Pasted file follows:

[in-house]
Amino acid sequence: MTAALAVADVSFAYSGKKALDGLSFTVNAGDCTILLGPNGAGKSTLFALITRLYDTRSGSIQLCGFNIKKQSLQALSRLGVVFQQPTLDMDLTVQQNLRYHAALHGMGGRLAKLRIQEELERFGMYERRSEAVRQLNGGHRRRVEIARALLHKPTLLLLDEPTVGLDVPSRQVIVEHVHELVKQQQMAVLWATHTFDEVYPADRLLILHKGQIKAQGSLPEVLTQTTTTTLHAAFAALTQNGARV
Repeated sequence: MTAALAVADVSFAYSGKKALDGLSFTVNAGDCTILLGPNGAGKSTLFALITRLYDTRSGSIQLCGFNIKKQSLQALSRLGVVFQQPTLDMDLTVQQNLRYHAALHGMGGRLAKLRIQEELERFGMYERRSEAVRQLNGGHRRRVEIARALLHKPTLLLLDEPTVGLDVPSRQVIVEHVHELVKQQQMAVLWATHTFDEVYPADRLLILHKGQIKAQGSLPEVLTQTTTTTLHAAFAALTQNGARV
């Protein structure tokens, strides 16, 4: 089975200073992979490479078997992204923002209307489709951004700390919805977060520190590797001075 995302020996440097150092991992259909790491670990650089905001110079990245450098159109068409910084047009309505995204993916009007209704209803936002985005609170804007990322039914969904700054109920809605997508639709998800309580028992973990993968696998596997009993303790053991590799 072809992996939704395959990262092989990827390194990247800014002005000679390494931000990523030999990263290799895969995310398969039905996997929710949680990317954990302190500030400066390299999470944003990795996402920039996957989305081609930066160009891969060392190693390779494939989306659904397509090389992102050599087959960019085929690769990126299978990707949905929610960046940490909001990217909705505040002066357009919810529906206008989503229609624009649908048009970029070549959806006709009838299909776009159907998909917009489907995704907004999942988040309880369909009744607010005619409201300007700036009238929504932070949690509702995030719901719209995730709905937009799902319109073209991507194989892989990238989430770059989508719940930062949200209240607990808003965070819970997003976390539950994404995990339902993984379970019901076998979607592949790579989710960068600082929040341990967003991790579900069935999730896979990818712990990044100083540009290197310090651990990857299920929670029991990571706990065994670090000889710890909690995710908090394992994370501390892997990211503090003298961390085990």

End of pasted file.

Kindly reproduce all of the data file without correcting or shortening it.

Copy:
[in-house]
Amino acid sequence: MTAALAVADVSFAYSGKKALDGLSFTVNAGDCTILLGPNGAGKSTLFALITRLYDTRSGSIQLCGFNIKKQSLQALSRLGVVFQQPTLDMDLTVQQNLRYHAALHGMGGRLAKLRIQEELERFGMYERRSEAVRQLNGGHRRRVEIARALLHKPTLLLLDEPTVGLDVPSRQVIVEHVHELVKQQQMAVLWATHTFDEVYPADRLLILHKGQIKAQGSLPEVLTQTTTTTLHAAFAALTQNGARV
Repeated sequence: MTAALAVADVSFAYSGKKALDGLSFTVNAGDCTILLGPNGAGKSTLFALITRLYDTRSGSIQLCGFNIKKQSLQALSRLGVVFQQPTLDMDLTVQQNLRYHAALHGMGGRLAKLRIQEELERFGMYERRSEAVRQLNGGHRRRVEIARALLHKPTLLLLDEPTVGLDVPSRQVIVEHVHELVKQQQMAVLWATHTFDEVYPADRLLILHKGQIKAQGSLPEVLTQTTTTTLHAAFAALTQNGARV
């Protein structure tokens, strides 16, 4: 089975200073992979490479078997992204923002209307489709951004700390919805977060520190590797001075 995302020996440097150092991992259909790491670990650089905001110079990245450098159109068409910084047009309505995204993916009007209704209803936002985005609170804007990322039914969904700054109920809605997508639709998800309580028992973990993968696998596997009993303790053991590799 072809992996939704395959990262092989990827390194990247800014002005000679390494931000990523030999990263290799895969995310398969039905996997929710949680990317954990302190500030400066390299999470944003990795996402920039996957989305081609930066160009891969060392190693390779494939989306659904397509090389992102050599087959960019085929690769990126299978990707949905929610960046940490909001990217909705505040002066357009919810529906206008989503229609624009649908048009970029070549959806006709009838299909776009159907998909917009489907995704907004999942988040309880369909009744607010005619409201300007700036009238929504932070949690509702995030719901719209995730709905937009799902319109073209991507194989892989990238989430770059989508719940930062949200209240607990808003965070819970997003976390539950994404995990339902993984379970019901076998979607592949790579989710960068600082929040341990967003991790579900069935999730896979990818712990990044100083540009290197310090651990990857299920929670029991990571706990065994670090000889710890909690995710908090394992994370501390892997990211503090003298961390085990």